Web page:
In memory of Alfred Nobel...
Edited: Sunday, 13 March 2016
A new international prize is proposed for inventions related to safety, security and survival.
In memory of Alfred Nobel as representative of the human ingenuity which has paved our way of living, a new international prize for inventions related to safety, security and survival from disasters would be appropriate as I see it. It is precisely for dealing with disasters caused by ourselves that 195 countries in December 2015 adopted at COP21 a legally binding Global Climate Deal.
Future Earth is a 10-year research program. "With humanity at a critical juncture, Future Earth has the potential to become the largest, most ambitious international research program ever undertaken" (Science, 2016-01-22, Page 319).
Prevention against disasters can benefit from out-of-the-box thinking by independent inventors. Often considered stubborn, they have in the past done plenty of pioneering work. While their role is today invisible in large scale programs for research and innovation, times are changing and it is becoming easier for them to make a difference, for example thanks to the huge possibilities opened by Internet of Things and the Maker Culture.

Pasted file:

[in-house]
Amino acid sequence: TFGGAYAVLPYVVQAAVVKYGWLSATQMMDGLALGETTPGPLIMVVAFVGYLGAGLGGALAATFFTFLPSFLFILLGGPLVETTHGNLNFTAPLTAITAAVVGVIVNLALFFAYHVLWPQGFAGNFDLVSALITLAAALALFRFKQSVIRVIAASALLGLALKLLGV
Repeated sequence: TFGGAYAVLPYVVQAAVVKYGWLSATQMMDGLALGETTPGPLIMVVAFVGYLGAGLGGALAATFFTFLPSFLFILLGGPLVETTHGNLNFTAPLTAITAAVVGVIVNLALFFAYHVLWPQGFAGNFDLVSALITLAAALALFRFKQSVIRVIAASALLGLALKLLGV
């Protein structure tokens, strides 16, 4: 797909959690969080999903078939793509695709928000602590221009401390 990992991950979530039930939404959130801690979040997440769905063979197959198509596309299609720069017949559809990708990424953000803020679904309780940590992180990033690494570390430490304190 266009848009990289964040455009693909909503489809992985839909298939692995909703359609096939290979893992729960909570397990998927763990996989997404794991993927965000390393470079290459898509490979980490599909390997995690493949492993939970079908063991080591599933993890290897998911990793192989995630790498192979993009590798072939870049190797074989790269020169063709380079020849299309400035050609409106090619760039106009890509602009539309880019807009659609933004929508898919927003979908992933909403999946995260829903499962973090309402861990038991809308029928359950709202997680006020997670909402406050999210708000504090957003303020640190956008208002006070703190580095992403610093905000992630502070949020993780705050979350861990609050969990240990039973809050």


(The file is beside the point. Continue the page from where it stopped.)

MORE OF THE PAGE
Around the world, old observatory museums show symbols of human ingenuity and could be used for inspiring inventors among common people in general and youth in particular. They are appropriate places to inform visitors about the Global Climate Deal, Natural Disaster Alarms, Loss of Biodiversity and Colonization of Outer Space. The Old Observatory of Stockholm could become a pilot project. It has been closed for visitors since the beginning of 2014 and is now declared to need sponsoring for reopening in a not-too-remote future.
Motivated by a daily view of that old observatory from the windows of my workspace, I have had contacts with several presumptive sponsors ever since the museum was closed. In order to make some of them also interested in funding the above-mentioned prize, they will be offered Right of First Refusal to invest in the use of half a dozen specially selected patented inventions related to safety, security and survival from disasters.
A more positive outcome is here expected than the result when UN Secretary General Ban Ki-moon in 2010 congratulated Chile to "the extraordinary triumph of human ingenuity" shown in the rescue of the 33 miners and I subsequently suggested the Chilean President to fund Inventor Awards related to physical security improvements in mines and granted annually regardless of nationality in the spirit of the Nobel Prize.